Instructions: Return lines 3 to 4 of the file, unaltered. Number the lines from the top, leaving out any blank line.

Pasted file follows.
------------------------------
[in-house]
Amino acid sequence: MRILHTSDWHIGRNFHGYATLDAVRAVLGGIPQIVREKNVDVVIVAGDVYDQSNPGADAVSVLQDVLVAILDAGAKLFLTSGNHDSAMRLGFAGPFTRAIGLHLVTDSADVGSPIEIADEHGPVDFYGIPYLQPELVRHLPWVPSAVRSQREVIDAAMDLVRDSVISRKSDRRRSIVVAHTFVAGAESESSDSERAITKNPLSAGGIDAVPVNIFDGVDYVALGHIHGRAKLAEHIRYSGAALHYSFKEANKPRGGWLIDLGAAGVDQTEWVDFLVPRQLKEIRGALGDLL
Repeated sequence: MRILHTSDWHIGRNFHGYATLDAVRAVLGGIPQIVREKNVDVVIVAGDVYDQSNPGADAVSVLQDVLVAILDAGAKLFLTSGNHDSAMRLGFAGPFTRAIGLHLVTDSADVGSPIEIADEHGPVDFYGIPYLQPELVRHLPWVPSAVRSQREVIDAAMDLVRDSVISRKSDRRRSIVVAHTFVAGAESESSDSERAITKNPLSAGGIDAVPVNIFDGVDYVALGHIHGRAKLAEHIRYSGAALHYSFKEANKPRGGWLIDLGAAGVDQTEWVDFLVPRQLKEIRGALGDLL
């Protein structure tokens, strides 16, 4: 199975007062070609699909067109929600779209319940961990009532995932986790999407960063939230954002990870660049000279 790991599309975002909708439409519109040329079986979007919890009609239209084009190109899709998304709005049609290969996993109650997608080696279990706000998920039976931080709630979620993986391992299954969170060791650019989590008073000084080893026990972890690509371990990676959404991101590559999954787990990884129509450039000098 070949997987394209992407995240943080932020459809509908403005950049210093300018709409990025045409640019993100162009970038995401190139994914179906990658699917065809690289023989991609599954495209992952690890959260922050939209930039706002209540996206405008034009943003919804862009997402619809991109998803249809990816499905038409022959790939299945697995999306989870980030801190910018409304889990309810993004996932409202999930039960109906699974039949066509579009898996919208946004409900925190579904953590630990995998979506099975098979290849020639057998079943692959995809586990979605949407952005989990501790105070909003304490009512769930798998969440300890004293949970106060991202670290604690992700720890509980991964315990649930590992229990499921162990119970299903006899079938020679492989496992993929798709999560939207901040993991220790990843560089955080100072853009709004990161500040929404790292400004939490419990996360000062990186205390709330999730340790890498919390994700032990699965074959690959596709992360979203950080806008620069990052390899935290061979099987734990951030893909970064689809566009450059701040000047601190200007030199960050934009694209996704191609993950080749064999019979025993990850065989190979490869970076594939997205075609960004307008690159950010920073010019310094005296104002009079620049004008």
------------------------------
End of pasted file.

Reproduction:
Repeated sequence: MRILHTSDWHIGRNFHGYATLDAVRAVLGGIPQIVREKNVDVVIVAGDVYDQSNPGADAVSVLQDVLVAILDAGAKLFLTSGNHDSAMRLGFAGPFTRAIGLHLVTDSADVGSPIEIADEHGPVDFYGIPYLQPELVRHLPWVPSAVRSQREVIDAAMDLVRDSVISRKSDRRRSIVVAHTFVAGAESESSDSERAITKNPLSAGGIDAVPVNIFDGVDYVALGHIHGRAKLAEHIRYSGAALHYSFKEANKPRGGWLIDLGAAGVDQTEWVDFLVPRQLKEIRGALGDLL
């Protein structure tokens, strides 16, 4: 199975007062070609699909067109929600779209319940961990009532995932986790999407960063939230954002990870660049000279 790991599309975002909708439409519109040329079986979007919890009609239209084009190109899709998304709005049609290969996993109650997608080696279990706000998920039976931080709630979620993986391992299954969170060791650019989590008073000084080893026990972890690509371990990676959404991101590559999954787990990884129509450039000098 070949997987394209992407995240943080932020459809509908403005950049210093300018709409990025045409640019993100162009970038995401190139994914179906990658699917065809690289023989991609599954495209992952690890959260922050939209930039706002209540996206405008034009943003919804862009997402619809991109998803249809990816499905038409022959790939299945697995999306989870980030801190910018409304889990309810993004996932409202999930039960109906699974039949066509579009898996919208946004409900925190579904953590630990995998979506099975098979290849020639057998079943692959995809586990979605949407952005989990501790105070909003304490009512769930798998969440300890004293949970106060991202670290604690992700720890509980991964315990649930590992229990499921162990119970299903006899079938020679492989496992993929798709999560939207901040993991220790990843560089955080100072853009709004990161500040929404790292400004939490419990996360000062990186205390709330999730340790890498919390994700032990699965074959690959596709992360979203950080806008620069990052390899935290061979099987734990951030893909970064689809566009450059701040000047601190200007030199960050934009694209996704191609993950080749064999019979025993990850065989190979490869970076594939997205075609960004307008690159950010920073010019310094005296104002009079620049004008």